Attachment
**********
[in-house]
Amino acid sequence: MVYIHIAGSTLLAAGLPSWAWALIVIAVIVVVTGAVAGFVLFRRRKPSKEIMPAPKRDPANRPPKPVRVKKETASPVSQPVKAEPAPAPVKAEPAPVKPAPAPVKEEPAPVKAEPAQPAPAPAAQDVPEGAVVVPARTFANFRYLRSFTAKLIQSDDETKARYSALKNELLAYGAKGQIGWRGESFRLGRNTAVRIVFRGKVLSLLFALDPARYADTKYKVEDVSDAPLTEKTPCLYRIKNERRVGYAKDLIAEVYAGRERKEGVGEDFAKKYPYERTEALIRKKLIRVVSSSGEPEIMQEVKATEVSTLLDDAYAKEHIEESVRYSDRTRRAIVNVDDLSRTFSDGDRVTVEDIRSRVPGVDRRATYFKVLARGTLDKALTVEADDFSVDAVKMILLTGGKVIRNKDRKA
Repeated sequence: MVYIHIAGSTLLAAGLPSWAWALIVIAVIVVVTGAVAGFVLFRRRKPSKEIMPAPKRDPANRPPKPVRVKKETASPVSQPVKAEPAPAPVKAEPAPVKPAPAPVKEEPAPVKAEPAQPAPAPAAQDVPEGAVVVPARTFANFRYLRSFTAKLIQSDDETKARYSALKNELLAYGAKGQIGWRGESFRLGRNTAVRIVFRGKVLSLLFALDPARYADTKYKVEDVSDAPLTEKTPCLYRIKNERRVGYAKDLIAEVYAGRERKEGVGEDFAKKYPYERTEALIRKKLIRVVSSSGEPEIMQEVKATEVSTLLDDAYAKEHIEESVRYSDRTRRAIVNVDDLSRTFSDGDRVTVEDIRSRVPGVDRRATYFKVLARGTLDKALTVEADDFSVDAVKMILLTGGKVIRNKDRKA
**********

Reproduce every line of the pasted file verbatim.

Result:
[in-house]
Amino acid sequence: MVYIHIAGSTLLAAGLPSWAWALIVIAVIVVVTGAVAGFVLFRRRKPSKEIMPAPKRDPANRPPKPVRVKKETASPVSQPVKAEPAPAPVKAEPAPVKPAPAPVKEEPAPVKAEPAQPAPAPAAQDVPEGAVVVPARTFANFRYLRSFTAKLIQSDDETKARYSALKNELLAYGAKGQIGWRGESFRLGRNTAVRIVFRGKVLSLLFALDPARYADTKYKVEDVSDAPLTEKTPCLYRIKNERRVGYAKDLIAEVYAGRERKEGVGEDFAKKYPYERTEALIRKKLIRVVSSSGEPEIMQEVKATEVSTLLDDAYAKEHIEESVRYSDRTRRAIVNVDDLSRTFSDGDRVTVEDIRSRVPGVDRRATYFKVLARGTLDKALTVEADDFSVDAVKMILLTGGKVIRNKDRKA
Repeated sequence: MVYIHIAGSTLLAAGLPSWAWALIVIAVIVVVTGAVAGFVLFRRRKPSKEIMPAPKRDPANRPPKPVRVKKETASPVSQPVKAEPAPAPVKAEPAPVKPAPAPVKEEPAPVKAEPAQPAPAPAAQDVPEGAVVVPARTFANFRYLRSFTAKLIQSDDETKARYSALKNELLAYGAKGQIGWRGESFRLGRNTAVRIVFRGKVLSLLFALDPARYADTKYKVEDVSDAPLTEKTPCLYRIKNERRVGYAKDLIAEVYAGRERKEGVGEDFAKKYPYERTEALIRKKLIRVVSSSGEPEIMQEVKATEVSTLLDDAYAKEHIEESVRYSDRTRRAIVNVDDLSRTFSDGDRVTVEDIRSRVPGVDRRATYFKVLARGTLDKALTVEADDFSVDAVKMILLTGGKVIRNKDRKA